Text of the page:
In the absence of any of the above measures, the GDPR introduces a new basis for transferring data which is particularly relevant for researchers and did not exist under the Directive. Under Article 49(1), a controller may transfer data to a third country when “necessary for the purposes of compelling legitimate interests pursued by the controller which are not overridden by the interests or rights and freedoms of the data subject.” Recital 113 makes clear that “the legitimate expectations of society for an increase of knowledge” should be taken into account when determining whether a “compelling legitimate interest” exists.
To make use of this transfer mechanism, however, researchers must meet stringent requirements. The transfer may be based on this ground only if it is not repetitive, it concerns a limited number of data subjects, and “the controller has assessed all the circumstances surrounding the data transfer and has on the basis on that assessment provided suitable safeguards” (Article 49(1)). Moreover, the controller must inform the data subject as well as the data protection authority of the relevant member state of the international transfer.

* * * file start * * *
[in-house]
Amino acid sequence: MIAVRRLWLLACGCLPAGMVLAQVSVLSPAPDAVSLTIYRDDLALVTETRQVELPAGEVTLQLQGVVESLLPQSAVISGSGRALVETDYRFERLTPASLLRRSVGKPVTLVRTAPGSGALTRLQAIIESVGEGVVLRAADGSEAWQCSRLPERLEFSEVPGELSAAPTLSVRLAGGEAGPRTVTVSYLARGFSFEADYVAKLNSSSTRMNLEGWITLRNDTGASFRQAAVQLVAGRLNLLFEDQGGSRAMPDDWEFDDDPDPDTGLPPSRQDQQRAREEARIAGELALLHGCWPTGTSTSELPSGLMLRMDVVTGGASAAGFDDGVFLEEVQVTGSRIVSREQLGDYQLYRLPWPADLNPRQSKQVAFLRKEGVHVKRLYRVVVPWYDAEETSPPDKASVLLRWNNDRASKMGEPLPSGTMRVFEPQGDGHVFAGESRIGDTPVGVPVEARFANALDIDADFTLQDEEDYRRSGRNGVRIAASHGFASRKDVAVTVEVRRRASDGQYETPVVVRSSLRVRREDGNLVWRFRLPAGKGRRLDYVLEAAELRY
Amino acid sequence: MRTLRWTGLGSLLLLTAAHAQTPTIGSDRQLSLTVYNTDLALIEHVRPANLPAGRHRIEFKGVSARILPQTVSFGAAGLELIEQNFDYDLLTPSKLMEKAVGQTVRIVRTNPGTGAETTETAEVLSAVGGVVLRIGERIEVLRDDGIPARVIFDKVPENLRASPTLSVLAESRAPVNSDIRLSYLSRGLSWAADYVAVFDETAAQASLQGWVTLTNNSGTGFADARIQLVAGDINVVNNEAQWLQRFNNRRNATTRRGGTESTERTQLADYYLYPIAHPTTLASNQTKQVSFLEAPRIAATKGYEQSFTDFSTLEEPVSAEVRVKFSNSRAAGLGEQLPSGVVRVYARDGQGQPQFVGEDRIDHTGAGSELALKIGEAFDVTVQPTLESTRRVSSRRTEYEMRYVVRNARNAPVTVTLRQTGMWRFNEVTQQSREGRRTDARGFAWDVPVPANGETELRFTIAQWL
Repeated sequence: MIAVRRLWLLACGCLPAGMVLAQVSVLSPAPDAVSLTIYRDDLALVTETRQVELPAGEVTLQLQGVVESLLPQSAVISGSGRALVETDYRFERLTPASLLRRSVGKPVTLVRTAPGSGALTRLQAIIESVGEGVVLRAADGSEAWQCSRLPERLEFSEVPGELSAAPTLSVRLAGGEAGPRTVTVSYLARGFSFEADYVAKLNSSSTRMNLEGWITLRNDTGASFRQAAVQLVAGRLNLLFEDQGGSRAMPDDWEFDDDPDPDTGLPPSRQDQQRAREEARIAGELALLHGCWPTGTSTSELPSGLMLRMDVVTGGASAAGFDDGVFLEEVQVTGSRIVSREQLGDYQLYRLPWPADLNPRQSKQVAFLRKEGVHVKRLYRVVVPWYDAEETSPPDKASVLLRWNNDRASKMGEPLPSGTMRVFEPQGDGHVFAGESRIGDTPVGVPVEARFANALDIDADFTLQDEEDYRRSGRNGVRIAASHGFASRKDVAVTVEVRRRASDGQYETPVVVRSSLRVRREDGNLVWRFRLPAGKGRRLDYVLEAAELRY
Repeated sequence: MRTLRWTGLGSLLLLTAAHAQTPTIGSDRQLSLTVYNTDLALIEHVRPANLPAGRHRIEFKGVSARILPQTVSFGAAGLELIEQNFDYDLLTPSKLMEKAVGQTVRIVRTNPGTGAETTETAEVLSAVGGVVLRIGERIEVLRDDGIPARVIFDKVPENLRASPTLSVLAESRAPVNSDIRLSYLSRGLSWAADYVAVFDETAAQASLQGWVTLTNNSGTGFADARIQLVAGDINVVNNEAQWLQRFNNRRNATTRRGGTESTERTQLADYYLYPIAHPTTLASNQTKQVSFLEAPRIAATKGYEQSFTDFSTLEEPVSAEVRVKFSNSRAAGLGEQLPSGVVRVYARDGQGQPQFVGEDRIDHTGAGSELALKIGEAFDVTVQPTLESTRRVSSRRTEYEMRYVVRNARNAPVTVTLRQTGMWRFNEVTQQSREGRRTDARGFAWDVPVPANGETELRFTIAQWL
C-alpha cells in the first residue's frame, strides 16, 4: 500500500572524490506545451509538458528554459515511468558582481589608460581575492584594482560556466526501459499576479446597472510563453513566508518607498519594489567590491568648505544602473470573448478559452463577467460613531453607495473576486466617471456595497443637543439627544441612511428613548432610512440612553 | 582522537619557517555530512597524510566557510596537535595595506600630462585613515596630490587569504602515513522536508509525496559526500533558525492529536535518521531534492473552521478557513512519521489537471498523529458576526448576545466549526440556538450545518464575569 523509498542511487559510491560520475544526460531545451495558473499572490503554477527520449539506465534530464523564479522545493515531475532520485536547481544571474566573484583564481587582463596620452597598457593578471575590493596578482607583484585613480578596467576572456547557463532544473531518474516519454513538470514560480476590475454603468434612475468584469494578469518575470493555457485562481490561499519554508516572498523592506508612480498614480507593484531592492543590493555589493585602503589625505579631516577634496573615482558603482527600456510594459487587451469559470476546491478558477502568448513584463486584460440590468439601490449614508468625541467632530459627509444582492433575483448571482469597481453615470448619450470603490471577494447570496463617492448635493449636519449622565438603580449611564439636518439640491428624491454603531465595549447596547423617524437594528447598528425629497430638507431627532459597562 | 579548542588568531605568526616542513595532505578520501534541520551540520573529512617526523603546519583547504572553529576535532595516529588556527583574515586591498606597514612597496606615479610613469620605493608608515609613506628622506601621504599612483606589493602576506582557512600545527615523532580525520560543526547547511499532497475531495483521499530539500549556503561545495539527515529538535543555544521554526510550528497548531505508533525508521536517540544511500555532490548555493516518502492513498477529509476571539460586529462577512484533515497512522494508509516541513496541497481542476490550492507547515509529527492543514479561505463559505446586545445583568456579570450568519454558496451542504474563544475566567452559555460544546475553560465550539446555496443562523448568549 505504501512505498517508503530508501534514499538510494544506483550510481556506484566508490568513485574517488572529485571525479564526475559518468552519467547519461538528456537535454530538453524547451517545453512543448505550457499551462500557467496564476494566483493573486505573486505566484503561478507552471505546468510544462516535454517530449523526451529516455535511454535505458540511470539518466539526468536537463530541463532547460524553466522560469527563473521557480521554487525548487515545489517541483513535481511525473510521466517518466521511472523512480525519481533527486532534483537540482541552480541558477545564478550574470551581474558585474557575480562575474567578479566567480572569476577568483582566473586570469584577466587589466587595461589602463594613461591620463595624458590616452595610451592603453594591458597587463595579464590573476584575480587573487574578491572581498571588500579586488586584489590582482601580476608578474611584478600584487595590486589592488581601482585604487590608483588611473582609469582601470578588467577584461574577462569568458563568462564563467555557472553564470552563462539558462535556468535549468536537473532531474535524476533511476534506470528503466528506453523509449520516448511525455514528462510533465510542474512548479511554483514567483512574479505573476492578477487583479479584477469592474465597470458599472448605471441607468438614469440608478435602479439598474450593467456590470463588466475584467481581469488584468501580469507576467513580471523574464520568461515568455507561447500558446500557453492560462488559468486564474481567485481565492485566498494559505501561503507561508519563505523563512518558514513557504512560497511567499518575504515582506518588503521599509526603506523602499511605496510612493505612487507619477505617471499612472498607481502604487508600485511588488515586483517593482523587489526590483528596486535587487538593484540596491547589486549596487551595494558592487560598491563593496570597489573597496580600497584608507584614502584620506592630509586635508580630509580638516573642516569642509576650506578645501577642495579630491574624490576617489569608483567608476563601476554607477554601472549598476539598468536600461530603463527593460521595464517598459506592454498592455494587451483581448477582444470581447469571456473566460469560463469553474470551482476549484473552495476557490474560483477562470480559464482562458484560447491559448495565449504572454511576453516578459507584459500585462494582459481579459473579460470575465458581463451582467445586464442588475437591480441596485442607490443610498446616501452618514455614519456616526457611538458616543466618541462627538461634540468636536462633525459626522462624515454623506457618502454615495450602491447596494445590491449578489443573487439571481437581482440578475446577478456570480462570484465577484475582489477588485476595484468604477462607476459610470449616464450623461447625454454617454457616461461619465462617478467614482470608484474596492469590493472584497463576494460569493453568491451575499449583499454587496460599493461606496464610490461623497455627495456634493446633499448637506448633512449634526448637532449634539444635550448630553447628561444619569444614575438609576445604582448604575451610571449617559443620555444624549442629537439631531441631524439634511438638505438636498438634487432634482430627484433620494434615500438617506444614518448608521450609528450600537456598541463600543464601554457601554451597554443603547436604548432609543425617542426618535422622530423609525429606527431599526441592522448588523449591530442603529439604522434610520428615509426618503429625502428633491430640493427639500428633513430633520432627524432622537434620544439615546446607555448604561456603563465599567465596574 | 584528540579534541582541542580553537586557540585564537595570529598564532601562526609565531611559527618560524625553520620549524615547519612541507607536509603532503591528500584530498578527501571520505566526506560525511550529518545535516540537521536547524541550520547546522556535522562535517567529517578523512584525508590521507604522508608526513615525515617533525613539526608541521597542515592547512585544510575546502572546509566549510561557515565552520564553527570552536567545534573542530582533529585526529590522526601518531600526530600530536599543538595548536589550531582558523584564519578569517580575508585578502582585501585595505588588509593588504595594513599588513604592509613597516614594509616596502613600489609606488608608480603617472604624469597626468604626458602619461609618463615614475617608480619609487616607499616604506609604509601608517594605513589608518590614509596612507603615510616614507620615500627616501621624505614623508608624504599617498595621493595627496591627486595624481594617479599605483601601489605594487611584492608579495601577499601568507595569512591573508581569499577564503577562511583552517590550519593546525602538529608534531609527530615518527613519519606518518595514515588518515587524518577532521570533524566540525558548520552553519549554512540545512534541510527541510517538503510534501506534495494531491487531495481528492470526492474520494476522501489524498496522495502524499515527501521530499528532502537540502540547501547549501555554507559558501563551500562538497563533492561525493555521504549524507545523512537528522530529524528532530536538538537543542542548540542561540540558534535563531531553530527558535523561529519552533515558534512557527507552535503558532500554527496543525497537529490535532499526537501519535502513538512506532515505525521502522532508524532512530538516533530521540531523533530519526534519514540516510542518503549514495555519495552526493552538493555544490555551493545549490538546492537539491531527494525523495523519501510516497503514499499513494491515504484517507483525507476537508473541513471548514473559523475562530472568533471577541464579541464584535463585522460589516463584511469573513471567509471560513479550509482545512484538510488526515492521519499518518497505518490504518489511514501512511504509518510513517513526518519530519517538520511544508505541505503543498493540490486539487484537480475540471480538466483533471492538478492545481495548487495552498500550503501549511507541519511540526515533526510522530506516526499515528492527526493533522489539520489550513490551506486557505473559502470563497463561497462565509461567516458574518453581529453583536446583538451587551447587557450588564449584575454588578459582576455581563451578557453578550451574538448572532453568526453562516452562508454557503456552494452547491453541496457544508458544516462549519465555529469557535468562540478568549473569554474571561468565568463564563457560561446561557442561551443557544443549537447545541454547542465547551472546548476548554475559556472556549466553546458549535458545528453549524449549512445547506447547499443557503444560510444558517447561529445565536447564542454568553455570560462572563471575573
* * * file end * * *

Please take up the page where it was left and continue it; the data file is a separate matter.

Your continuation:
Due to the onerous nature of these requirements, however, researchers may find the other bases for transfer more convenient.
Under the Directive, further processing for research was permissible only if member states furnished suitable safeguards that “in particular rule out the use of the data in support of measures or decisions regarding any particular individual” (Recital 29). In its opinion on purpose limitation, the Article 29 Working Party found that “‘measures or decisions’ should be interpreted in the broadest sense,” to cover “any relevant impact on particular individuals – either negative or positive.”
The GDPR eliminates this restriction, thereby allowing further processing for research that impacts individuals. However, the GDPR also creates additional safeguards to protect individuals from this type of processing. Article 35(2)(a) requires controllers to conduct a privacy impact assessment (PIA) any time “a systematic and extensive evaluation of personal aspects relating to natural persons which is based on automated processing, including profiling, and on which decisions are based that produce legal effects concerning the natural person or similarly significantly affect the natural person.”